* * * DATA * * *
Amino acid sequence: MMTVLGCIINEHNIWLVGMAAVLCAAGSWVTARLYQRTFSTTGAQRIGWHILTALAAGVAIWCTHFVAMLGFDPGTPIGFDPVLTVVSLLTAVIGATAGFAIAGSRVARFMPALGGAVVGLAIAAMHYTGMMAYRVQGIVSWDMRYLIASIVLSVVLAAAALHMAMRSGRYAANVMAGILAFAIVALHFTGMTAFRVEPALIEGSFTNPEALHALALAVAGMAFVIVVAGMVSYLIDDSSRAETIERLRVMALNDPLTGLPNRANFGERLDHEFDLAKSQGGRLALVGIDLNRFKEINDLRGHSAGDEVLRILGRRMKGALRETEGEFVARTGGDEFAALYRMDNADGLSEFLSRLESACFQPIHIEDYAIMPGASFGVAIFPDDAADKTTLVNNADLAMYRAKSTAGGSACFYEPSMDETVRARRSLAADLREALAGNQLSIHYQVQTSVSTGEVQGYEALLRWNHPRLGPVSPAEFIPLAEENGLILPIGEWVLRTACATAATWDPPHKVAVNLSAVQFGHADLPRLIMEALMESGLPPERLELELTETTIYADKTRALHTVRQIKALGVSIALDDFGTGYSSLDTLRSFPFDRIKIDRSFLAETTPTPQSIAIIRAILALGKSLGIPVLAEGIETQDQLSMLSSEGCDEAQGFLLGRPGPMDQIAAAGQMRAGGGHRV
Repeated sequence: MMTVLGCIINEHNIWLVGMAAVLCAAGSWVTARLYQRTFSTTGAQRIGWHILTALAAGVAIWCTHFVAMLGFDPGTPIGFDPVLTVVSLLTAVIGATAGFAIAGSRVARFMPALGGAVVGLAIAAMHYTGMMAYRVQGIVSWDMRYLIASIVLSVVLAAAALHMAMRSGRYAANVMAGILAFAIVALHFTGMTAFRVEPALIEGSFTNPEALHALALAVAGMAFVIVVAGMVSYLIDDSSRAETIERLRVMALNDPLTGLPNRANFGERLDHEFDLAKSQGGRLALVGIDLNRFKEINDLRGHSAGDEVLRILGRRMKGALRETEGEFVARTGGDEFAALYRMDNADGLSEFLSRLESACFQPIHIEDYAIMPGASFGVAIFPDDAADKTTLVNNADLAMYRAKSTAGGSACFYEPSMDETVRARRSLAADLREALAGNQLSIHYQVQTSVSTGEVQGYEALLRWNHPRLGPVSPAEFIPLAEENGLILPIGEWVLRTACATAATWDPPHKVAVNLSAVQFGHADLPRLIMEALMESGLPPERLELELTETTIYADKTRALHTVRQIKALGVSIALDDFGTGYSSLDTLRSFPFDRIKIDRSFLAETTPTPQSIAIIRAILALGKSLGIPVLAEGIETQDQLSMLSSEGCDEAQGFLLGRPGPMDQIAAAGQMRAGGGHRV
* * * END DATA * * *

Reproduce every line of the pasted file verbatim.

Amino acid sequence: MMTVLGCIINEHNIWLVGMAAVLCAAGSWVTARLYQRTFSTTGAQRIGWHILTALAAGVAIWCTHFVAMLGFDPGTPIGFDPVLTVVSLLTAVIGATAGFAIAGSRVARFMPALGGAVVGLAIAAMHYTGMMAYRVQGIVSWDMRYLIASIVLSVVLAAAALHMAMRSGRYAANVMAGILAFAIVALHFTGMTAFRVEPALIEGSFTNPEALHALALAVAGMAFVIVVAGMVSYLIDDSSRAETIERLRVMALNDPLTGLPNRANFGERLDHEFDLAKSQGGRLALVGIDLNRFKEINDLRGHSAGDEVLRILGRRMKGALRETEGEFVARTGGDEFAALYRMDNADGLSEFLSRLESACFQPIHIEDYAIMPGASFGVAIFPDDAADKTTLVNNADLAMYRAKSTAGGSACFYEPSMDETVRARRSLAADLREALAGNQLSIHYQVQTSVSTGEVQGYEALLRWNHPRLGPVSPAEFIPLAEENGLILPIGEWVLRTACATAATWDPPHKVAVNLSAVQFGHADLPRLIMEALMESGLPPERLELELTETTIYADKTRALHTVRQIKALGVSIALDDFGTGYSSLDTLRSFPFDRIKIDRSFLAETTPTPQSIAIIRAILALGKSLGIPVLAEGIETQDQLSMLSSEGCDEAQGFLLGRPGPMDQIAAAGQMRAGGGHRV
Repeated sequence: MMTVLGCIINEHNIWLVGMAAVLCAAGSWVTARLYQRTFSTTGAQRIGWHILTALAAGVAIWCTHFVAMLGFDPGTPIGFDPVLTVVSLLTAVIGATAGFAIAGSRVARFMPALGGAVVGLAIAAMHYTGMMAYRVQGIVSWDMRYLIASIVLSVVLAAAALHMAMRSGRYAANVMAGILAFAIVALHFTGMTAFRVEPALIEGSFTNPEALHALALAVAGMAFVIVVAGMVSYLIDDSSRAETIERLRVMALNDPLTGLPNRANFGERLDHEFDLAKSQGGRLALVGIDLNRFKEINDLRGHSAGDEVLRILGRRMKGALRETEGEFVARTGGDEFAALYRMDNADGLSEFLSRLESACFQPIHIEDYAIMPGASFGVAIFPDDAADKTTLVNNADLAMYRAKSTAGGSACFYEPSMDETVRARRSLAADLREALAGNQLSIHYQVQTSVSTGEVQGYEALLRWNHPRLGPVSPAEFIPLAEENGLILPIGEWVLRTACATAATWDPPHKVAVNLSAVQFGHADLPRLIMEALMESGLPPERLELELTETTIYADKTRALHTVRQIKALGVSIALDDFGTGYSSLDTLRSFPFDRIKIDRSFLAETTPTPQSIAIIRAILALGKSLGIPVLAEGIETQDQLSMLSSEGCDEAQGFLLGRPGPMDQIAAAGQMRAGGGHRV